Mixing is the most mysterious part of any record. Every engineer has there own secrets and tricks of the trade. When i began my internship at NY’s famous Soundtrack Studios many years ago I was blown away by all i learned. After twisting many knobs doing gear recalls for top engineers and seeing what a real record industry mix look liked I began to notice a lot of the same patterns from engineer to engineer. Some of the techniques and philosophies will help you mixing skills tremendously. After you read the article please leave us a comment below. I can’t answer questions about mixing unless you ask them.
Mixing Secret #1 – Stop turning knobs and listening. Mixing engineers spend more time listening to the mix then they do twisting knobs, and adjusting effects. You should be spending alot more time listening. An average major label mix can take any where from 8 to 24 hours or more. Most of this time is spent listening to every small detail looking for problems and ways to solve them in a creative or corrective way. Listen on big speakers, small speakers, headphones and even in the car.
Mixing Secret #2 – Use a Template Most mixing engineers start with a template setup. Every engineer has their standard set up of effects that they begin a project with. This template is where the specific sound of that engineer begins. Each engineer falls in love with specific devices that they almost always will use. One engineer i worked with would use a sony reverb on all the vocals, another would only use the Lexicon 480L on vocals. An engineer will have the studio setup by the assistant with the same gear on the same channels, or bring their own personal equipment that they use on every song. As you learn to mix being building your set up of go to plugins and devices. Its better to know 5 plugins in and out then use 20 plugins and have no idea what they are doing. Find things you like the sound of and stick with it.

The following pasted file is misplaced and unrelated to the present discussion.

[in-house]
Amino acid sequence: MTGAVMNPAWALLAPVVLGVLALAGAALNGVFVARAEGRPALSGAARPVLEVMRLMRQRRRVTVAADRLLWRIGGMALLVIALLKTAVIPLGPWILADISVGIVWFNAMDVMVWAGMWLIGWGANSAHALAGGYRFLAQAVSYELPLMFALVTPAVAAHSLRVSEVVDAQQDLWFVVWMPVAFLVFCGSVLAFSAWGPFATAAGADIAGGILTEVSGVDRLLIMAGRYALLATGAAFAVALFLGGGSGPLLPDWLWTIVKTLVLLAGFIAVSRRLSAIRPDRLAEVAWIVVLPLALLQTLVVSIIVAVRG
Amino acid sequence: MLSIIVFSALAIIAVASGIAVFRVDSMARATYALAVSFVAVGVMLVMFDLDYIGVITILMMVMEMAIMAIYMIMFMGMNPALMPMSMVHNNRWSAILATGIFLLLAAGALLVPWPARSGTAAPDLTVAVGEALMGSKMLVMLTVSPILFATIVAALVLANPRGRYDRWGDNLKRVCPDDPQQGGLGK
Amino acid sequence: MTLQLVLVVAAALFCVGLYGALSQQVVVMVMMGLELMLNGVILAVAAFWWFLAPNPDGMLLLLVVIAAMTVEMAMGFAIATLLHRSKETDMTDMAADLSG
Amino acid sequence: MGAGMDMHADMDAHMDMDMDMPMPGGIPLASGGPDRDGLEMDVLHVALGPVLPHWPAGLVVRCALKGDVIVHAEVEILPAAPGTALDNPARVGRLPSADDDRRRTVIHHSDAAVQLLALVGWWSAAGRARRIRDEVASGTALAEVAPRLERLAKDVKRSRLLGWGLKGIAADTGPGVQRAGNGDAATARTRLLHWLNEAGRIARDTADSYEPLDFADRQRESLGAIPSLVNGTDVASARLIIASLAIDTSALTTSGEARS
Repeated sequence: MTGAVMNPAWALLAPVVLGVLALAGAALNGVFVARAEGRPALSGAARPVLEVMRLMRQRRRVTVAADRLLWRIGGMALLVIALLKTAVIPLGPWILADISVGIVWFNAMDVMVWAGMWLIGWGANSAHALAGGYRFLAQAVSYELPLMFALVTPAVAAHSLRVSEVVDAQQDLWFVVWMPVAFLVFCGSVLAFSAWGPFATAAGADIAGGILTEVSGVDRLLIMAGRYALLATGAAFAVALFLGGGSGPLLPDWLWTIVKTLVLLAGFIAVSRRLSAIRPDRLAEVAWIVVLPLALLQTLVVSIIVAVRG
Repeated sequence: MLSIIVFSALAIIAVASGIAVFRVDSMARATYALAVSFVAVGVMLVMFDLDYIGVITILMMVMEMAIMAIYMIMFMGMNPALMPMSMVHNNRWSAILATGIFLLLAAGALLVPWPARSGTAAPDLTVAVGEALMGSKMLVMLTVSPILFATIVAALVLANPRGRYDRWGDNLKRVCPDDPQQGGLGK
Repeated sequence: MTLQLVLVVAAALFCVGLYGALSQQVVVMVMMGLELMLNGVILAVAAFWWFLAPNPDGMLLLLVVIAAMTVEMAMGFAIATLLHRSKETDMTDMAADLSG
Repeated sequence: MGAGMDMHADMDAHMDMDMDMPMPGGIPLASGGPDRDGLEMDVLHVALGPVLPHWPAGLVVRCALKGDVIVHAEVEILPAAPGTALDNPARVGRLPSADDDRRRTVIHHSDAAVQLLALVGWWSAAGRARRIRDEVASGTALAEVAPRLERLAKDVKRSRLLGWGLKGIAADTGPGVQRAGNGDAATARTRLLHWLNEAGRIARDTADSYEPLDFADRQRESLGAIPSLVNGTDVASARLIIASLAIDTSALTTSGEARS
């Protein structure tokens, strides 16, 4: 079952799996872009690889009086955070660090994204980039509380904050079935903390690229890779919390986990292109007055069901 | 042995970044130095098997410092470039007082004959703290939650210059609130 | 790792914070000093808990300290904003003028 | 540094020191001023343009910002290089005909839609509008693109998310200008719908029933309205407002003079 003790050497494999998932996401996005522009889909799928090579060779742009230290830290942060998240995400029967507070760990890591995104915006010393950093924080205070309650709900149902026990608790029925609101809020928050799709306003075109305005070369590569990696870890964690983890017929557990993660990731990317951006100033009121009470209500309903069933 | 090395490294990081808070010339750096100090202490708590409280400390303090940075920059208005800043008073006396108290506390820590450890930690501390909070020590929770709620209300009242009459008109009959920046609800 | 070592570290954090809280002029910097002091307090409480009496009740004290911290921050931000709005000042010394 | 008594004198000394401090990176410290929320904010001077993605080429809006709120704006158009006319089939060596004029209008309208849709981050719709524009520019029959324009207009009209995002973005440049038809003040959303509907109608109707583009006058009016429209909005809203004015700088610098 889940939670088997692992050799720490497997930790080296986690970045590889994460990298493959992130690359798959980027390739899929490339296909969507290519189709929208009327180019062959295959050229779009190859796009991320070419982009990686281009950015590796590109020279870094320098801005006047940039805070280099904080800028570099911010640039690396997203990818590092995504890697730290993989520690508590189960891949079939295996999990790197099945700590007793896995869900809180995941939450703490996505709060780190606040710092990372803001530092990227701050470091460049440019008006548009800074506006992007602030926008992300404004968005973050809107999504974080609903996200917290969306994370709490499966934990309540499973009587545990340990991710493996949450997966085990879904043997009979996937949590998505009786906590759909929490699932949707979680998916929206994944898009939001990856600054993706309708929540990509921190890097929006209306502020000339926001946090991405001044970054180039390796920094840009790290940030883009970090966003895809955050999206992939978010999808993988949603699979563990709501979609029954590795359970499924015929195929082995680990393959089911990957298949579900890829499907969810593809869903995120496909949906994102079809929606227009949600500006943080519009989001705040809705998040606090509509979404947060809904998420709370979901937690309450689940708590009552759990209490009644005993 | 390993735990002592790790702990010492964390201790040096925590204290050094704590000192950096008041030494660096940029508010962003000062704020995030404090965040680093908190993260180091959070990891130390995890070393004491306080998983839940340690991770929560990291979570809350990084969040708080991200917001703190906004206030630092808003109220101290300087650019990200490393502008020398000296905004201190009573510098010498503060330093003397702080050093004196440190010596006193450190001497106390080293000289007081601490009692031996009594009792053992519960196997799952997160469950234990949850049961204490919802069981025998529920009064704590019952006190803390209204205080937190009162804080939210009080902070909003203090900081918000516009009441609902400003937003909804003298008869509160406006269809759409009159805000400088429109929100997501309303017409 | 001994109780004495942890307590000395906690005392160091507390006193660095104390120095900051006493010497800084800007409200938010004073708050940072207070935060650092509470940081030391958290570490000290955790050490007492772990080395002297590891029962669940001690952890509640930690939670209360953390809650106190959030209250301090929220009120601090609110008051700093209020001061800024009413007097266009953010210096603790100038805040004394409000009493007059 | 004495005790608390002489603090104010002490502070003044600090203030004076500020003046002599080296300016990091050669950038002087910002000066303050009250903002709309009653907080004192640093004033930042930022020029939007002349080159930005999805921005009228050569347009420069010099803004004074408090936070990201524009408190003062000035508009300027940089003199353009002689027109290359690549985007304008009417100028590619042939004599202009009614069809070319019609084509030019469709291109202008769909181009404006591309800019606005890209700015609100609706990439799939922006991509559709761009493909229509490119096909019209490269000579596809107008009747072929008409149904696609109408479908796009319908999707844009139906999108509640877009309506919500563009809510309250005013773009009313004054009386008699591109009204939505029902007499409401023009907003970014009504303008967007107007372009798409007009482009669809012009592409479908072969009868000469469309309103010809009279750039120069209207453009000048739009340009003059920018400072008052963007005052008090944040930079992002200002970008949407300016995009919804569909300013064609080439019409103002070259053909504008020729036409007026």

Mixing Secret #3 – It’s to loud in here. The best engineers spend most of the time mixing at very low volumes. At lower volumes you can hear much more defined. You will hear frequencies better and smaller differences in volume easier. Try listening at lower volumes. Other benefits to this are less fatigue on you ears and the most important one no damage to your hearing.
Mixing Secret #4 – The sound of silence. When you work on a mix, don’t start with the music. Start with the noise. The first time i sat in on a big analog mix I watched the board light up like a Christmas tree. The lights were the mute buttons for each channel going on and off during the mix. If a track did not have music playing it was muted. But why mute the channel when there is nothing playing? Well just because you don’t hear noise coming from a channel doesn’t mean it isn’t there. If you played that one empty channel of audio you wouldn’t hear anything, but when ten, 20 or even 50 channels start adding up you will hear stuff filling up frequencies of your mix. This is especially important when you are mixing session with lots of live instruments and room noise. Although this is a technique from the analog world you can still apply it in the digital domain by deleting what you don’t need and putting a small fade on the starts and ends of your region. More on this in another post.
Mixing Secret #5 – The switcharoo If an engineer working on a mix doesn’t like a sound… They get rid of it. If a sound is causing a conflict with another element in the mix that can not be fixed and engineer will typically do one of two things. First they might re record the part or replace the sound. If for example a snare was recorded poorly a new one will be put into its place or blended with it. If a part or a sound couldn’t be replaced or layered to sound better it might be removed from that part of the arrangement. The producer, a&r, and artist can fight it out later. Ultimately the best decisions need to be made for sonic clarity not emotional ties to the song. Next week will continue with why your mix sucks Part III. Take a moment to sign up to our email list for more tips and free drum sounds to use in your productions and beat making. Read last weeks post for more information about the mixing process.
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